When browsing the fragrance section of ETRO’s website, one is greeted by a series of beautiful watercolours, each one depicting a bottle of perfume filled with sweeps and strokes of vivid, melting colours, showcasing fragrances that appear to move and as if they are alive. It’s easy to get lost in these pictures and one can spend more than a few minutes moving from scent to scent to see how each fragrance is depicted in colour and shape. By far the most eye-catching is the illustration for Shantung, ETRO’s latest fragrance, which appears as a bottle filled with green, pink, yellow and blue flourishes, creating the image of grasses and flowers reaching slowly to the sky. It’s beautiful.
Shantung takes its title from the silk fabric of the same name and its scent is evocative of a bright, endless dawn. ETRO describe it as an “olfactory score” that “cameos the stories woven by wild silk and the nomadic tribes of an ancient time” all packed within an ultra modern fragrance that is evocative of the most pleasant of days. Like ETRO’s fashions, Shantung is a contemporary piece made using classic materials to create a modern design that is unmistakably Italian and refined. Did I mention that it’s beautiful, already?
Top: Italian Mandarin, Lychee and Blackcurrant
Heart: Peony, Rose and Somalian Frankincense
Base: Cashmere, Musk and Cedarwood
How Does it Smell?
The first spritz of Shantung is like a wave of summer. It comes drifting out of the bottle with a mauve cloud of fresh blackcurrant that is humid and dewy, but also warm and fluffy. The sparkle of mandarin and lychee adds an aqueous shimmer to the cloud, giving the impression of heavy raindrops elongating off the cloud like juicy pears hanging from a branch. The whole thing smells delightfully soft and fizzy, like bees flying around a vast meadow of perfectly ripe flowers and fruits, all of which are paying worship to the warmth and sustenance of the sun.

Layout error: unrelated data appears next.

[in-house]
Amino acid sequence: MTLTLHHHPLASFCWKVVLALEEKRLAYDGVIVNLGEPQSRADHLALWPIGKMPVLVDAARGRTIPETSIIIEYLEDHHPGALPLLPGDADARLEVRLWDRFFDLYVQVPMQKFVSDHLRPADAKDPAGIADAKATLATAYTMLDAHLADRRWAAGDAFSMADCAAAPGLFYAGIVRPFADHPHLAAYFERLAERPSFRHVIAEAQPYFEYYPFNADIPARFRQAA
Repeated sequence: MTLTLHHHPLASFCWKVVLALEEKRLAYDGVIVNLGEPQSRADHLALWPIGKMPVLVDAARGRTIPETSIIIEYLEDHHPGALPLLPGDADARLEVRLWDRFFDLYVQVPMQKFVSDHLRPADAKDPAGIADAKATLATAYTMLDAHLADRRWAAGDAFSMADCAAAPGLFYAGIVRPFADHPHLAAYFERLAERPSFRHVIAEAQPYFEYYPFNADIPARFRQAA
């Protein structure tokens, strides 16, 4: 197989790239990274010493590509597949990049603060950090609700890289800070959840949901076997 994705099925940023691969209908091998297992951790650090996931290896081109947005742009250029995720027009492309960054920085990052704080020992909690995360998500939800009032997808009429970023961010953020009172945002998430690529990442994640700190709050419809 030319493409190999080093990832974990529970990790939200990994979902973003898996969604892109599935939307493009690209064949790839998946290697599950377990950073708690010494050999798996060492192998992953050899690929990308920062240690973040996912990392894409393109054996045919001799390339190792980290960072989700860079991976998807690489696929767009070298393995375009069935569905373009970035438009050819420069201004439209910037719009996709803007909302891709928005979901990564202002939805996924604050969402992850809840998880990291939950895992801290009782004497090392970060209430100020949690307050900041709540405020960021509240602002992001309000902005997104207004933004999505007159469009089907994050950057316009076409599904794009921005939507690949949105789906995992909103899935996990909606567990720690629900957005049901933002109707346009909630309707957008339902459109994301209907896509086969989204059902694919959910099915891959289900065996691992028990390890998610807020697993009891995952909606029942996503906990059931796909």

In the heart, Shantung presents an homage to the kissing cousins of peony and rose, taking the sharp crunchiness of the former and pairing it with the sweet, powdery quality of the latter to create a more full-bodied fragrance at the core. Unlike many fragrances that showcase bold flowers such as rose, Shantung is not an essay to any one given bloom, instead it is a landscape of flora, boasting a seamless blend of botanicals that has a wonderful range of textures that span from hot skin to crimson-coloured velvet and on to fleshy petals. The floralcy is palpable at every turn.
As Shantung settles into the base it becomes a song of musk, singing in breezy tones of smooth cashmere and clean cotton. This zeyphr of summer is a slow, sweeping gauze that weightlessly drifts up from the skin in transparent plumes. Cedarwood, with its chewy spiciness acts as an anchor to the musk, weighing the more gravity-defiant materials down and preventing them from drifting off into the sky like tiny dirigibles of scent and happiness. In the very far dry down, Shantung clings loosely to the skin as a peppery musk fragrance with just a hint of rosy sourness to cast darker shadows in the background
Shantung is an impossibly pretty scent. It’s so light, airy and delicate that it feels like soft linens blowing gently in the breeze. It’s a summer fragrance that speaks of bright, sunny days spent doing nothing but appreciating the beauty of nature. It’s colourful and vibrant but its hues are pastel shades rather than vivid tones and wearing it feels like a dream of nature’s most active seasons. Shantung is an iridescent silk fabric of many colours, each of which appears as the light catches it from different angles. Shantung is cherry blossom pink, it is chartreuse, phlox and goldenrod. It’s a plethora of shapes, shades and textures, and it’s a pure and utter delight.